Can we say, now that we are big children, that this Xmas jingle about Santa coming to town confers a slightly discomforting thought? Who wants to be seen while sleeping? And let's admit, while full of good cheer, as piles of bygone Christmases stack up, that we find the holiday season to be no longer the same bumper-car jumbalorum of joy that it once was.

Do we outgrow the wonder? Can we find it again? Show us a kid on Christmas Eve who doesn't channel all their love, hope and joy in the direction of the all-knowing, roly-poly, Saint Nick. Who, as a child, isn't lost in the Lapland of their Christmas dreams or, alternatively, can't be coerced by the threat that you'd better not cry, you'd better not pout ... but be good, for goodness sake?

Goodwill to All

Today, we find our fondest memories of Christmas past are slippery and elusive, untrustworthy even - just like the memory of a carefully packed Ryoanji medallion.

To be honest the manger nativity birth-of-little-Jesus version of Christmas never really resonated with us. The images of cattle lowing, shepherds or even wise men did not enthrall. Personally, the Saint Nick version of Christmas always carried more magical weight than the nativity. Santa bestowed a spirit of generosity, of giving, and good will toward all. I still like to place Santa at the centre of my nativity scene (Jesus is there too) and surround him with plastic dinosaurs, knights and Corgi cars.

When I was last in Bethlehem you could not buy a wooden Santa, sleighs or reindeer - only angels and mangers, and chubby little Jesus's carved from branches of olive trees from near Gethsemane.

Which is a shame. Because at Christmas who cannot imagine iconic Rudolph, lightbulb nose in the air, his icy reindeer breath billowing atop the snowy shingles? We listened under the warm blankets, so still, for the stealth sound of Santa negotiating our chimney, magically sliding past the crematorium of the gas furnace, to leave large boxes under the glittering tree. Oh yes, we were far too wired for sleep. It was Christmas Eve and our hearts were luminous.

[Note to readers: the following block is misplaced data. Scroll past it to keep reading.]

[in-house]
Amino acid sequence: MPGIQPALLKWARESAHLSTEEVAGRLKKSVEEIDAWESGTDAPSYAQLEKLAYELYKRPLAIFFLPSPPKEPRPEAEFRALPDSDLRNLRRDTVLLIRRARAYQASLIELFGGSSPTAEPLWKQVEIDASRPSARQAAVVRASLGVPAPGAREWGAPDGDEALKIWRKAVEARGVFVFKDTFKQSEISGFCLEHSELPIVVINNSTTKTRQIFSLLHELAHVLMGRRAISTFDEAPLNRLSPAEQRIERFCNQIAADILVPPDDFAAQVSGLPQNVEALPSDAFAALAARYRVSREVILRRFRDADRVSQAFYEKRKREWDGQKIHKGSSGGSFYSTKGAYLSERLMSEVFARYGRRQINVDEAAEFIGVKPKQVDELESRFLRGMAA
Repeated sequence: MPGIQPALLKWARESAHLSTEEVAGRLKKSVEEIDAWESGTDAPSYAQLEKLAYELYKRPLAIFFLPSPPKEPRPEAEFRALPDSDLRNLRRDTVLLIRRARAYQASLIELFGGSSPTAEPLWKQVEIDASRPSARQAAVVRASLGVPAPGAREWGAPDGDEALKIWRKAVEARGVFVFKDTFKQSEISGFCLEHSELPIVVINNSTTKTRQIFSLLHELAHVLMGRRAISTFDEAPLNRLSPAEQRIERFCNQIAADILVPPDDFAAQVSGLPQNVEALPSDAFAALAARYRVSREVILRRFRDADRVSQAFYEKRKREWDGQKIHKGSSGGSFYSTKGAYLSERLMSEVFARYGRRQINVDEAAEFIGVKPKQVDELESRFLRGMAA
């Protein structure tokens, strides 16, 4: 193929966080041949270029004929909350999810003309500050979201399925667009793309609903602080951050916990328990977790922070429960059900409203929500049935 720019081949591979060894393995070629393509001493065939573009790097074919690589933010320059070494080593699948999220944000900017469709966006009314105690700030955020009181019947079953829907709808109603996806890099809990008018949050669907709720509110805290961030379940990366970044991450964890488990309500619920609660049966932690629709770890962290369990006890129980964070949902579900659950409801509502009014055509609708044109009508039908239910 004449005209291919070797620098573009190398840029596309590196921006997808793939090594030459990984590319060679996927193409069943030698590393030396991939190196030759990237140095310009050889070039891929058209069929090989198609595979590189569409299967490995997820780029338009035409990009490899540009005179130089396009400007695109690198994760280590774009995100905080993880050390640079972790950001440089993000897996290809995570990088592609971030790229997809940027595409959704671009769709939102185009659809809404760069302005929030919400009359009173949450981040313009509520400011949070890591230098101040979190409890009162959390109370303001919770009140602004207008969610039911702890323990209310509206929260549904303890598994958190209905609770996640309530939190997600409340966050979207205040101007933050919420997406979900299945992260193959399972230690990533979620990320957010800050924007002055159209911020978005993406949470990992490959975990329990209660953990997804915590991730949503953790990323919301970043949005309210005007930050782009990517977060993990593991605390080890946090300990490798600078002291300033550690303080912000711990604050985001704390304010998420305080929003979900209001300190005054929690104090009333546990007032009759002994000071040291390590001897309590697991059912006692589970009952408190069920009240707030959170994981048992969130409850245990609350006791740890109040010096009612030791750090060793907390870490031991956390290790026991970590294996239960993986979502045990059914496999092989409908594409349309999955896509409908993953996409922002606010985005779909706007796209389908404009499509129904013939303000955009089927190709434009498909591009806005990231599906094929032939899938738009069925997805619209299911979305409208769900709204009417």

But consider this warning: "He knows if you've been bad or good. He knows when you're awake."

Let's not belabour bad or good. You have a conscience of your own. But being awake is a prerequisite for no-mind satori. And I imagine that state to be a place where tigers worship flying lords a-leaping, where no smoky breath can disturb the deepest dust that lies buried therein. I imagine it is where all the peace, calm and serenity in every person of every nook of Earth is mustered and illumined, trumpeted and glorified; where we can bathe in clean rainforests festooned by snow pillars, where we are serenaded by ice wolves who howl across crackling firelight blizzards. And I imagine this is a place where we may raise a glass to toast the thunderclaps, and fill our cup to the brim with love; where we find flashes of fat-bellied mirth as our cockles warm under the ridge of the pipe and the blankets of the sleigh, bells jingling as we are drawn forward, accepting, hopeful, surrounded by gay lumberjacks named Spruce.

 

                                                     ll

Perhaps, though, you are the sort of Christmas celebrant for whom neither satori nor Zen nor even Santa will keep your toddy hot. Let's say you are moved by the traditional birth-story, the shepherds and manger.

If so, then let us offer the Gospel of Pseudo-Matthew. It is a fine little midwinter yarn that was consigned to the Apocrypha, discarded long ago by church leaders because it was insufficiently contemporaneous and too finely graphic and literary to be Biblical.

What happened is Joseph ended up with Mary after taking a pass on five other virgins: Rebecca, Sephora, Susanna, Abigea, and Cael. The Pseudo-Matthew version of the birth narrative reports: "they cast lots among themselves what each virgin should do, and the purple for the veil of the temple of the Lord fell to the lot of Mary." One thing begat another, as they say, and later (omitting some details in the interest of brevity) en route to Bethlehem to answer the census, an angel appeared and the expectant Mary was guided to refuge in a dark cave. The birth was entirely impressive: "The light from God so shone in the cave, that neither by day nor night was light wanting as long as the blessed Mary was there. And there she brought forth a son, and the angels surrounded Him when He was being born. And as soon as He was born, He stood upon His feet, and the angels adored Him, saying: Glory to God in the highest, and on earth peace to men of good pleasure."